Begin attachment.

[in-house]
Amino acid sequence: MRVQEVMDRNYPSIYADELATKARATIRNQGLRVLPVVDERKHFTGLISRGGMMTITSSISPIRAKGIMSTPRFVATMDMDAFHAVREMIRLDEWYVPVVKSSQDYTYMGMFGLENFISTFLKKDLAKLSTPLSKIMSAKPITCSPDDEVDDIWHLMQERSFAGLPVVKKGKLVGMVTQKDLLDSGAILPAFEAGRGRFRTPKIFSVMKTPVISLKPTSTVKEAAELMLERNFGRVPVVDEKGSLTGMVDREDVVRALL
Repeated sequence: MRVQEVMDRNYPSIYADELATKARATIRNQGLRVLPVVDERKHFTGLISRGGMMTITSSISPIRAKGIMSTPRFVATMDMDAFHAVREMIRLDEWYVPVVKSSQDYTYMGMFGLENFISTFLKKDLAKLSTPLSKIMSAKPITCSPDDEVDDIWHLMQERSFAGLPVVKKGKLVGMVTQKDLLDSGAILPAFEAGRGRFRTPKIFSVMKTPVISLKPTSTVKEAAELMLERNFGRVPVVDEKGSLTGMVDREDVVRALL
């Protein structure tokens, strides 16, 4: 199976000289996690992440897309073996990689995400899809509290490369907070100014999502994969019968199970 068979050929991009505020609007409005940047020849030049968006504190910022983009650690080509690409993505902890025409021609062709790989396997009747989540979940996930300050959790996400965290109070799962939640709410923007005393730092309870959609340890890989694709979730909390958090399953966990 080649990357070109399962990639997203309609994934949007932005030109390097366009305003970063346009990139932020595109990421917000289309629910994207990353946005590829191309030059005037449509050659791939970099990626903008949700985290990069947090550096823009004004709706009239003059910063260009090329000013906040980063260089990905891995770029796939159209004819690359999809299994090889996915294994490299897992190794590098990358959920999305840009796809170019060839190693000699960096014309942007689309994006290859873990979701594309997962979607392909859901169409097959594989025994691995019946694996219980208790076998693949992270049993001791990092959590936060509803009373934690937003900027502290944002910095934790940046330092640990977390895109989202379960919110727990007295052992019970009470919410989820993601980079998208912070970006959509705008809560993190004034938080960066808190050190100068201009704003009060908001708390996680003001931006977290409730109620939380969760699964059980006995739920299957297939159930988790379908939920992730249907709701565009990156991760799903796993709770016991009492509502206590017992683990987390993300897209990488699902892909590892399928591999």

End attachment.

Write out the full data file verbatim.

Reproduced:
[in-house]
Amino acid sequence: MRVQEVMDRNYPSIYADELATKARATIRNQGLRVLPVVDERKHFTGLISRGGMMTITSSISPIRAKGIMSTPRFVATMDMDAFHAVREMIRLDEWYVPVVKSSQDYTYMGMFGLENFISTFLKKDLAKLSTPLSKIMSAKPITCSPDDEVDDIWHLMQERSFAGLPVVKKGKLVGMVTQKDLLDSGAILPAFEAGRGRFRTPKIFSVMKTPVISLKPTSTVKEAAELMLERNFGRVPVVDEKGSLTGMVDREDVVRALL
Repeated sequence: MRVQEVMDRNYPSIYADELATKARATIRNQGLRVLPVVDERKHFTGLISRGGMMTITSSISPIRAKGIMSTPRFVATMDMDAFHAVREMIRLDEWYVPVVKSSQDYTYMGMFGLENFISTFLKKDLAKLSTPLSKIMSAKPITCSPDDEVDDIWHLMQERSFAGLPVVKKGKLVGMVTQKDLLDSGAILPAFEAGRGRFRTPKIFSVMKTPVISLKPTSTVKEAAELMLERNFGRVPVVDEKGSLTGMVDREDVVRALL
């Protein structure tokens, strides 16, 4: 199976000289996690992440897309073996990689995400899809509290490369907070100014999502994969019968199970 068979050929991009505020609007409005940047020849030049968006504190910022983009650690080509690409993505902890025409021609062709790989396997009747989540979940996930300050959790996400965290109070799962939640709410923007005393730092309870959609340890890989694709979730909390958090399953966990 080649990357070109399962990639997203309609994934949007932005030109390097366009305003970063346009990139932020595109990421917000289309629910994207990353946005590829191309030059005037449509050659791939970099990626903008949700985290990069947090550096823009004004709706009239003059910063260009090329000013906040980063260089990905891995770029796939159209004819690359999809299994090889996915294994490299897992190794590098990358959920999305840009796809170019060839190693000699960096014309942007689309994006290859873990979701594309997962979607392909859901169409097959594989025994691995019946694996219980208790076998693949992270049993001791990092959590936060509803009373934690937003900027502290944002910095934790940046330092640990977390895109989202379960919110727990007295052992019970009470919410989820993601980079998208912070970006959509705008809560993190004034938080960066808190050190100068201009704003009060908001708390996680003001931006977290409730109620939380969760699964059980006995739920299957297939159930988790379908939920992730249907709701565009990156991760799903796993709770016991009492509502206590017992683990987390993300897209990488699902892909590892399928591999």